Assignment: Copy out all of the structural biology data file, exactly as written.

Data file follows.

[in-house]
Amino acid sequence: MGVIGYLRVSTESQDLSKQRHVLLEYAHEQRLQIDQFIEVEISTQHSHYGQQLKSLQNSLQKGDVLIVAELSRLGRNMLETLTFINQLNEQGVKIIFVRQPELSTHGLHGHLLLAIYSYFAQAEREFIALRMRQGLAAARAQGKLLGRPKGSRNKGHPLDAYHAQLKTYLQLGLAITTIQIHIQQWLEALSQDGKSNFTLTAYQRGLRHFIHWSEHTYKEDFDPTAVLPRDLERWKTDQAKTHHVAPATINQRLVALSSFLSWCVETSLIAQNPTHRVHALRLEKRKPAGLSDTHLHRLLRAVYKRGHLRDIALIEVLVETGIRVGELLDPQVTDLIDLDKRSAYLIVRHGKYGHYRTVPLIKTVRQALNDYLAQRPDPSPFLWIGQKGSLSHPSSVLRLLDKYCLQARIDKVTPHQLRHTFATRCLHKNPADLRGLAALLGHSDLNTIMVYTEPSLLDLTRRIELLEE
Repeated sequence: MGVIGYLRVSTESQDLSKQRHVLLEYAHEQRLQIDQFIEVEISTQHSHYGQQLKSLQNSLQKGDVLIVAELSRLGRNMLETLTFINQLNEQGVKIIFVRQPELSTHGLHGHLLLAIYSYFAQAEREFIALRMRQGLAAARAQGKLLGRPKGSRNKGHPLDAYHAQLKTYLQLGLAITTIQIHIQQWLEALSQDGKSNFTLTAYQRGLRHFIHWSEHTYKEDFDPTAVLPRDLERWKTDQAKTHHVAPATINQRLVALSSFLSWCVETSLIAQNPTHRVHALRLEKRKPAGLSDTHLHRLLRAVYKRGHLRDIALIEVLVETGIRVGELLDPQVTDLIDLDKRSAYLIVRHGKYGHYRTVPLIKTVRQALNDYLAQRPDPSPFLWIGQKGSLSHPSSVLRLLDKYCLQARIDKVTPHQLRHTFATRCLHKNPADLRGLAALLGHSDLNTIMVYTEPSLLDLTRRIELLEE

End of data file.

[in-house]
Amino acid sequence: MGVIGYLRVSTESQDLSKQRHVLLEYAHEQRLQIDQFIEVEISTQHSHYGQQLKSLQNSLQKGDVLIVAELSRLGRNMLETLTFINQLNEQGVKIIFVRQPELSTHGLHGHLLLAIYSYFAQAEREFIALRMRQGLAAARAQGKLLGRPKGSRNKGHPLDAYHAQLKTYLQLGLAITTIQIHIQQWLEALSQDGKSNFTLTAYQRGLRHFIHWSEHTYKEDFDPTAVLPRDLERWKTDQAKTHHVAPATINQRLVALSSFLSWCVETSLIAQNPTHRVHALRLEKRKPAGLSDTHLHRLLRAVYKRGHLRDIALIEVLVETGIRVGELLDPQVTDLIDLDKRSAYLIVRHGKYGHYRTVPLIKTVRQALNDYLAQRPDPSPFLWIGQKGSLSHPSSVLRLLDKYCLQARIDKVTPHQLRHTFATRCLHKNPADLRGLAALLGHSDLNTIMVYTEPSLLDLTRRIELLEE
Repeated sequence: MGVIGYLRVSTESQDLSKQRHVLLEYAHEQRLQIDQFIEVEISTQHSHYGQQLKSLQNSLQKGDVLIVAELSRLGRNMLETLTFINQLNEQGVKIIFVRQPELSTHGLHGHLLLAIYSYFAQAEREFIALRMRQGLAAARAQGKLLGRPKGSRNKGHPLDAYHAQLKTYLQLGLAITTIQIHIQQWLEALSQDGKSNFTLTAYQRGLRHFIHWSEHTYKEDFDPTAVLPRDLERWKTDQAKTHHVAPATINQRLVALSSFLSWCVETSLIAQNPTHRVHALRLEKRKPAGLSDTHLHRLLRAVYKRGHLRDIALIEVLVETGIRVGELLDPQVTDLIDLDKRSAYLIVRHGKYGHYRTVPLIKTVRQALNDYLAQRPDPSPFLWIGQKGSLSHPSSVLRLLDKYCLQARIDKVTPHQLRHTFATRCLHKNPADLRGLAALLGHSDLNTIMVYTEPSLLDLTRRIELLEE